CARLA AGUILLAR: Unfortunately, the Amnesty with the New Migration Law of 2017 was not approved; this was requested by all the civil society organizations linked to immigrants, to equalize everyone’s rights.  Unfortunately, this did not happen and the damage done has been revealed in the pandemic.  The government vetoed the request for amnesty and other proposals which would have supported their rights, such as the vote.  Today, we have individuals who are hungry because they were not granted amnesty and don’t have documents, so they don’t even have the right to assuage their hunger through emergency aid.  Food to assuage hunger only reaches them through churches and NGOs such as CAMI.

The National Migration Registry (Registro Nacional Migratório: RNM) has been transformed into a piece of paper with no photo.  It is not recognized  by the public services.  So, how is this person going to get work?  Services at the Federal Police offices have been suspended since 18 March, however, for three years we have had problems accessing the system to make appointments for those who need to start their residency process or renew their documents.  The New Migration Law imposes a fine of BRL 100.00 per day on people whose presence in the country hasn’t been regularized.

Without documents, immigrants and refugees have limited access to health, although the Unified Health Service (Sistema Único de Saúde: SUS) is universal.  In other words, the Brazilian government urgently needs to grant an amnesty or the speedy regularization of immigrants or those seeking refuge, so they can exercise their right to fight against COVID-19.  To document is to exist.  Without documents, people don’t exist.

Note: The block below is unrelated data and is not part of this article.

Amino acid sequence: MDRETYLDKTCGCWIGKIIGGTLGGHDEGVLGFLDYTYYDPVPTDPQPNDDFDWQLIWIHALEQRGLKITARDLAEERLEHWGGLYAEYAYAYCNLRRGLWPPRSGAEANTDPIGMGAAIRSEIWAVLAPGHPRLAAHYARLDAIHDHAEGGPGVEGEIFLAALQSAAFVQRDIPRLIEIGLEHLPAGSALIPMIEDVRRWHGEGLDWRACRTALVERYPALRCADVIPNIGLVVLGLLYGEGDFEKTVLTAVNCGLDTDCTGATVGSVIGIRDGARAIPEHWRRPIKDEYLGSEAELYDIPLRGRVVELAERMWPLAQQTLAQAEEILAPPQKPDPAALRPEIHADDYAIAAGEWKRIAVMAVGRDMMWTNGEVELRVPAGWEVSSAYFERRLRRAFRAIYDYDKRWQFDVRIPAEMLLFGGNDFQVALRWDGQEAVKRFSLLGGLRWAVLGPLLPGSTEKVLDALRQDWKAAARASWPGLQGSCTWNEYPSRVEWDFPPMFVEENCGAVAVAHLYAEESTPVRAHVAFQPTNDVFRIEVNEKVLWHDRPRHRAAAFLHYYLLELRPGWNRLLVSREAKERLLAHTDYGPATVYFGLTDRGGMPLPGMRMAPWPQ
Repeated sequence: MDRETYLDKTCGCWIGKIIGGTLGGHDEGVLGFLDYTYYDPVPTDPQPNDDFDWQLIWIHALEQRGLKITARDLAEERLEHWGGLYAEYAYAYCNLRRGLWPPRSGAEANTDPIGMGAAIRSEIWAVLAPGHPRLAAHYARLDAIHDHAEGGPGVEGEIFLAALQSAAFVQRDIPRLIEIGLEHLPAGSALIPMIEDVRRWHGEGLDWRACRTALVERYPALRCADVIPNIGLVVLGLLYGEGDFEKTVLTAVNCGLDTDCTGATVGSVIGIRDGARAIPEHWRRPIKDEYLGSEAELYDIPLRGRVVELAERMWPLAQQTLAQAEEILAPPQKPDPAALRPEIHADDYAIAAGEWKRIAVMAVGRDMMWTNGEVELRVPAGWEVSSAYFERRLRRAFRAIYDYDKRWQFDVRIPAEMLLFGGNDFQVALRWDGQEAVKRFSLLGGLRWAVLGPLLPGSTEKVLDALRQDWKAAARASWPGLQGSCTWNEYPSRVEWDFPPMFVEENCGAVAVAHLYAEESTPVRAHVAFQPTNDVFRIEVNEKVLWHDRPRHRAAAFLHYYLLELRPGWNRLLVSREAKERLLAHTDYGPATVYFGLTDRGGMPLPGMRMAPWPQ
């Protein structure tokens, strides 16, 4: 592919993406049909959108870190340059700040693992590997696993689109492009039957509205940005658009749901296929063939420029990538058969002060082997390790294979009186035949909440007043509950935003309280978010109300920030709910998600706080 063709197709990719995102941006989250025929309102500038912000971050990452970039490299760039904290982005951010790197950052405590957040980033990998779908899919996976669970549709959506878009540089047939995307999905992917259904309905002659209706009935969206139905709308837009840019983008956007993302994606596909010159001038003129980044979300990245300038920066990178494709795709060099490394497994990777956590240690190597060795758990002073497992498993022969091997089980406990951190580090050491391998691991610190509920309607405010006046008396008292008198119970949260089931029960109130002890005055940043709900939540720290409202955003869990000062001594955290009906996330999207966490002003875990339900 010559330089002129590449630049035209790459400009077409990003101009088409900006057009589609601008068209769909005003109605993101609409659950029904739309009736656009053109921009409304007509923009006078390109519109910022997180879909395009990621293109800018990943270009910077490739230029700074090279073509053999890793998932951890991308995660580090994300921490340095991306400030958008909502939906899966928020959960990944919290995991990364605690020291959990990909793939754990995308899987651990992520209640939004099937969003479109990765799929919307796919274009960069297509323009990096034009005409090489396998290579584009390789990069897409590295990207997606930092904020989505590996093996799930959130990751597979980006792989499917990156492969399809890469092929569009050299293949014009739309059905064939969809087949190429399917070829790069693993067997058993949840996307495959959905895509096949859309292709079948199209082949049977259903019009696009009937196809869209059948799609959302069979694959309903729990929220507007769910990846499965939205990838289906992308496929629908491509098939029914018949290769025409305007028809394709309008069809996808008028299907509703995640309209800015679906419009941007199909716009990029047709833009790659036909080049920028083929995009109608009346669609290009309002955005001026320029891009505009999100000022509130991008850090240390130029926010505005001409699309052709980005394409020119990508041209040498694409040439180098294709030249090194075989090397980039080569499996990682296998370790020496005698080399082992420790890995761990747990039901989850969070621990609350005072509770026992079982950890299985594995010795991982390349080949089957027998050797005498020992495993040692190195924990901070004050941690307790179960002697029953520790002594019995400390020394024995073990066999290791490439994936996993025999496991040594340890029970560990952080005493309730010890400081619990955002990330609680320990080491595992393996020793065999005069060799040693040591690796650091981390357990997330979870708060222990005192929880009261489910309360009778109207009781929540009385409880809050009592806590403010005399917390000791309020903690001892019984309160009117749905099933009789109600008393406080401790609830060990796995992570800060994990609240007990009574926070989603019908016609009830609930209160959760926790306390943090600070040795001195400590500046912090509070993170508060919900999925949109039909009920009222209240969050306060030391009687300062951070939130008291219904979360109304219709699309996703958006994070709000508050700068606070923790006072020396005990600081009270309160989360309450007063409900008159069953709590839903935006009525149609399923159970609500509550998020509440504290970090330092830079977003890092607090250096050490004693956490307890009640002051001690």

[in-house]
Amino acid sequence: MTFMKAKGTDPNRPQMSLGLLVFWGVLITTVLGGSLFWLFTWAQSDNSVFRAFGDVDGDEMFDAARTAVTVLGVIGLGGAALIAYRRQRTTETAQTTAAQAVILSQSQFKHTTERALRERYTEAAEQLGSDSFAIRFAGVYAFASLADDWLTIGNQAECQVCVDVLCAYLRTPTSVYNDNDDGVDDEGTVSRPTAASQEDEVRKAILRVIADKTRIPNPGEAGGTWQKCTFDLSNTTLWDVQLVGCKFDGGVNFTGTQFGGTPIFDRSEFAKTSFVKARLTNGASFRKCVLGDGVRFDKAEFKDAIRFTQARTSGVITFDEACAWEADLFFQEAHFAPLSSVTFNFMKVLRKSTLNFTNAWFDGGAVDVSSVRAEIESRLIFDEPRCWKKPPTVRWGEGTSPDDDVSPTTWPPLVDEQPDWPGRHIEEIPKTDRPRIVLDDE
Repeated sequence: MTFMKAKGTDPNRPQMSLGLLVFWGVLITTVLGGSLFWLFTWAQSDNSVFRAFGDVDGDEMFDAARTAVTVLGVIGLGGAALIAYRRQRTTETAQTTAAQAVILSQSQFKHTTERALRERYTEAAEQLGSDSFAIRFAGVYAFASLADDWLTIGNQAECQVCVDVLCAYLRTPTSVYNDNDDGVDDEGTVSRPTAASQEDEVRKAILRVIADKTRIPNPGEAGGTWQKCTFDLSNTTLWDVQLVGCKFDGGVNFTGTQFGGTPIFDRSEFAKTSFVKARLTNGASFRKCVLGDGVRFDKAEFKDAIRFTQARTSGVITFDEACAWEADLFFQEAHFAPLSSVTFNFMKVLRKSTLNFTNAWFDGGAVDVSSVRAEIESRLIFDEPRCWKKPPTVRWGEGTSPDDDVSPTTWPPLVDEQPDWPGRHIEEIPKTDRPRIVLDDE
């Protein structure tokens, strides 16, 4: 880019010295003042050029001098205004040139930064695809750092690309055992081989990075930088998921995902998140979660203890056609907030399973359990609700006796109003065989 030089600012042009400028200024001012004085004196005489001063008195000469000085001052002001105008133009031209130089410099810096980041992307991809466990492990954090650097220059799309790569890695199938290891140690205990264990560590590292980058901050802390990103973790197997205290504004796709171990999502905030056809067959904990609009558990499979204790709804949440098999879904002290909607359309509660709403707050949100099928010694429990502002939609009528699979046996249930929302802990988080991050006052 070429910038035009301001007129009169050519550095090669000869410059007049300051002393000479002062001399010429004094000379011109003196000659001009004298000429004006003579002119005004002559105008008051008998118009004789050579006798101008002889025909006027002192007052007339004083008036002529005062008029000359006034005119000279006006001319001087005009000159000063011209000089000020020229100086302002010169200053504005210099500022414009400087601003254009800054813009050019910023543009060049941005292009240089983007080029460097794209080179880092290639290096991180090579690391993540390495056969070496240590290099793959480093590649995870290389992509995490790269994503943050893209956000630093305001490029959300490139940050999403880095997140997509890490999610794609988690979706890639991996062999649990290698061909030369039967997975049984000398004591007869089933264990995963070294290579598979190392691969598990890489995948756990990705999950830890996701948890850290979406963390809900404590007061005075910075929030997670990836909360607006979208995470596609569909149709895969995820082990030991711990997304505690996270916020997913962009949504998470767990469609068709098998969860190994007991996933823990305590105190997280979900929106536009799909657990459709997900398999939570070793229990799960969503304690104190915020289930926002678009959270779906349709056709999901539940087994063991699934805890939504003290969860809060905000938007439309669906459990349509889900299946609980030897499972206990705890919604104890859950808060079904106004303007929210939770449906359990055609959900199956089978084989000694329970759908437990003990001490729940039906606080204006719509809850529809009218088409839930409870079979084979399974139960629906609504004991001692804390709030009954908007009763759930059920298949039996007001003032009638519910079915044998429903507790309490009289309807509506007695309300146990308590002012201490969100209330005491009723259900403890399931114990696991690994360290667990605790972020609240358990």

CESE: How has the Brazilian government acted to implement public policies for refugees and/or access to rights, in particular the right to work, health and education?

CARLA AGUILLAR: Public policies do not work well for Brazilians, still less for immigrants and refugees. It is not enough to provide immigrants with access to public services, the pressing need at this time is to provide them with speed and quality, so as to secure basic human and social rights and enable them to live with dignity.  Regarding work, for example, although some immigrants may work formally, there are many difficulties in obtaining formal work and job offers almost always involve paying less or producing more than before the pandemic.

In the case of health, unfortunately universality is not always respected when dealing with immigrants and refugees.  There was a case of an immigrant who was insisting he wasn’t well, with COVID-19 symptoms, which weren’t taken into account.  Three days later, he died from the disease.  Lack of respect, a lack of preparation and a lack of empathy have become very prevalent in the pandemic.  In education, learning has now become very difficult.  The majority don’t have access to the internet, don’t have computers or mobile phones in order to follow classes.  Moreover, parents are not able to help with on-line classes.

CESE:  How important was CESE’s support to the “Emergency Support Project due to the COVID-19 pandemic” at this time?

ROQUE PATTUSSI: We’d like to start by expressing our GRATITUDE to CESE for its approach to CAMI, to the immigrants and refugees, for the speed and sensitivity with which it dealt with this moment and the follow-up provided at this time.

CESE was the first institution which, faced with the pandemic, demonstrated its concern for immigrants and refugees.  It made contact with us, to find out what was happening to them at that time, asked for a report and sought support to give us hope that together we could overcome this moment.  This sensitive view enabled CAMI to give many families food, but not only food, hope as well.